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Been finding a few articles on the end of universities recently.

1) Universities will be “irrelevant” by 2020, says professor. This doesn’t say much that is new (“institutions that do not adapt will will out to those that do”), and I’m still waiting for all these universities to go belly-up and for students to take courses by iPod.

2) Seeing things as they really are. A Forbes article on Peter Drucker and his predictions:

“Thirty years from now the big university campuses will be relics. Universities won’t survive. It’s as large a change as when we first got the printed book. “Do you realize that the cost of higher education has risen as fast as the cost of health care? And for the middle-class family, college education for their children is as much of a necessity as is medical care—without it the kids have no future. “Such totally uncontrollable expenditures, without any visible improvement in either the content or the quality of education, means that the system is rapidly becoming untenable. Higher education is in deep crisis.” Crisis means that things will get either much better or much worse. Things will get much different, Drucker says.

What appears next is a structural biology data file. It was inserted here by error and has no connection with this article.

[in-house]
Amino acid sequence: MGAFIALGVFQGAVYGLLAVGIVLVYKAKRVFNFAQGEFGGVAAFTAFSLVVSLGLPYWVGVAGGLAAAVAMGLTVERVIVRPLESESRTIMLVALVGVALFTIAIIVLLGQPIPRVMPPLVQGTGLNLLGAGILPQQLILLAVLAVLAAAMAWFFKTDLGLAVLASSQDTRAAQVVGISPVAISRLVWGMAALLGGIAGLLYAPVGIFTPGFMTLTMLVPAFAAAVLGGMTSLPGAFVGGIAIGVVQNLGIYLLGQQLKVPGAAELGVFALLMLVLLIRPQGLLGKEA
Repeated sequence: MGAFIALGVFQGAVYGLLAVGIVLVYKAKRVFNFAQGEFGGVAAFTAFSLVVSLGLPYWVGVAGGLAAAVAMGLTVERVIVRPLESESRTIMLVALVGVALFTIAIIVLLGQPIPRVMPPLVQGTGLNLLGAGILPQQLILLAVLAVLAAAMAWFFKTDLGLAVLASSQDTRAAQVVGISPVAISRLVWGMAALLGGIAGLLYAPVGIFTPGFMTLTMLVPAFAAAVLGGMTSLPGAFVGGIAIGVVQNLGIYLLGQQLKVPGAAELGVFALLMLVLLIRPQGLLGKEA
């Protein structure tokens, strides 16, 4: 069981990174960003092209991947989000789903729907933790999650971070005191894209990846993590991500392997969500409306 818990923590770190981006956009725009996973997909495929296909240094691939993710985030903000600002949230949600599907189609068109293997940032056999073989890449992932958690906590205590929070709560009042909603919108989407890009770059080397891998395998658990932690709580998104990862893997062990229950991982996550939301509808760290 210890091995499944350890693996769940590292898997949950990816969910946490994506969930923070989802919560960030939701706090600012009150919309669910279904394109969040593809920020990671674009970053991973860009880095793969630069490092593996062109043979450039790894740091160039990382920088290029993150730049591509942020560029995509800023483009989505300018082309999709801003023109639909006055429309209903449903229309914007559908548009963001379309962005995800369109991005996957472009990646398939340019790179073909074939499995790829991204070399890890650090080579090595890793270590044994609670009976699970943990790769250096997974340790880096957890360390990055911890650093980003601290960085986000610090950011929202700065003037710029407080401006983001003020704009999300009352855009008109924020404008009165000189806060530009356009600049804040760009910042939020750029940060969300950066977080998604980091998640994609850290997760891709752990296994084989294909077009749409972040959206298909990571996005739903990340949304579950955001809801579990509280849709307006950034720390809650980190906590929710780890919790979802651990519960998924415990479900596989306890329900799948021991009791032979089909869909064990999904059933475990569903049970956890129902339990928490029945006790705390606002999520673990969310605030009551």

3) Donald Trump vs. The Mandarins. Gary North, a libertarian and Austrian economist, compares the great Chinese bureaucracy with the present-day American educational system, focusing on the MBAs. Apparently, like the expensive running shoes, you don’t necessarily get your money’s worth.

4) The Scourge of University Socialism. THE website for Austrian economics,, has an angry blog post about Obama’s wish for government to assume direct responsbility for making student loans. One commenter believes,

The truth is that this has nothing to do with education. This is a method of paying the Teacher’s Union directly from the government. There is always a hidden agenda in anything Obama does because his people know that if he says or does it directly the political backlash will be overwhelming.

3) Will the University Survive? by Tim Swanson. A well-researched article that has, erm, maybe too many hyperlinks, and footnotes. A thorough roundup of the key issues, obviously biased towards the free-market point of view.

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